The sequencer’s window determines how many images to send at a time. For example, with a window of 2, every time it receives a “send” instruction from its “trigger” input, the sequencer will send two images from its list.

The sequencer’s stride determines how many places to move down the list after it has sent its window of images. For example, if we start at the beginning of a list of 4 images, and we have a window of 2 images and a stride of 1 image, then we will send Images 1 and 2, move down the list by 1, and then send Images 2 and 3, and so on.

If we instead have a stride of 2, we’ll send Images 1 and 2, move our starting point by 2 (i.e. from Image 1 to Image 3), and then send Image 3 and Image 4.

In the slideshow workflow, the sequencer is what tells your transition to move through the images you provide. This is set by a “trigger” - which in this workflow is dictated by the “Repeat Event” coming from the Timer node.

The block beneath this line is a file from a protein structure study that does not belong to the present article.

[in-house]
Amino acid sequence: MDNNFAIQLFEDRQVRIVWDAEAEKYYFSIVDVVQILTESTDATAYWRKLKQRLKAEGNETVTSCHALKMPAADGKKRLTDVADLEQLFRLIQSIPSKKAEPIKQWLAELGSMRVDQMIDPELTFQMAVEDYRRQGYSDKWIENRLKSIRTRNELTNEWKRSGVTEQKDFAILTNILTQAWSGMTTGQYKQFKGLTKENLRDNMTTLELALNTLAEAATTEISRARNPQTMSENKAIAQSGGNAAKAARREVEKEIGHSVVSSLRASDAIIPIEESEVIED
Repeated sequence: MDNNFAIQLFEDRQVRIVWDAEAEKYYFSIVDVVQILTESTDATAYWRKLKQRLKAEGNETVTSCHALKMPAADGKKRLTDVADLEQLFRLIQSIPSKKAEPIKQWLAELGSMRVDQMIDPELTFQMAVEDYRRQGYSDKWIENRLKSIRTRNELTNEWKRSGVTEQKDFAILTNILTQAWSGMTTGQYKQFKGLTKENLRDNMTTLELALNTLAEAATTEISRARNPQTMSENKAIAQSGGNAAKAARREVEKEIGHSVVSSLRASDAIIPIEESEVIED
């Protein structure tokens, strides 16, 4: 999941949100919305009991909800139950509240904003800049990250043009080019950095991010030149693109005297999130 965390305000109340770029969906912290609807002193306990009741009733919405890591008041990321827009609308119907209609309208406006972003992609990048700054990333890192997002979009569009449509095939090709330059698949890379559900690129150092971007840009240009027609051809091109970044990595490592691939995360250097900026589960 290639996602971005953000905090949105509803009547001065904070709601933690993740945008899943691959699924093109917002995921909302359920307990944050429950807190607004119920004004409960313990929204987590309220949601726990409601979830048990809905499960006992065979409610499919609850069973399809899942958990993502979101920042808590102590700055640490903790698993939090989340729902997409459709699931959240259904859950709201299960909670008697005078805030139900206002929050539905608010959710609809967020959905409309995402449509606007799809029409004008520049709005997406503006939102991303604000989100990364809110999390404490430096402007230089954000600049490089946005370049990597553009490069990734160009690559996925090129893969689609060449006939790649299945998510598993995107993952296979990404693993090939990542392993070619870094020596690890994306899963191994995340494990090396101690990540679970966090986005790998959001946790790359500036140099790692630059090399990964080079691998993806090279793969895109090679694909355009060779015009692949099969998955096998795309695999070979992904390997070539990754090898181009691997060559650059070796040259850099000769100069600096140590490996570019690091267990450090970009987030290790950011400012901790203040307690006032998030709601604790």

Let's look at the original result.

Now let's look at what happens when you change the window to 4 while keeping the stride as 1.

Now let’s look at setting the sequencer to have a stride of 2 while keeping the window 2.

Once the sequencer reaches the end of its list, it will wrap around to the beginning of the list, and start over.

While this might seem complicated, the result is incredibly granular control over how a Transition is formed - which is challenging, if not impossible, to achieve in most other tools.


Odyssey's AI slideshow maker is a convenient and powerful way to transition between images to form a compelling visual story. Whether you're a professional interior designer presenting a series of room transformations, a marketer showcasing product evolution, a teacher creating educational content, or someone looking to capture and narrate life's precious moments through a digital photo album, Odyssey's slideshow maker has a myriad of compelling use cases. Embrace the full potential of visual storytelling with Odyssey and bring your creative visions to life, one transition at a time.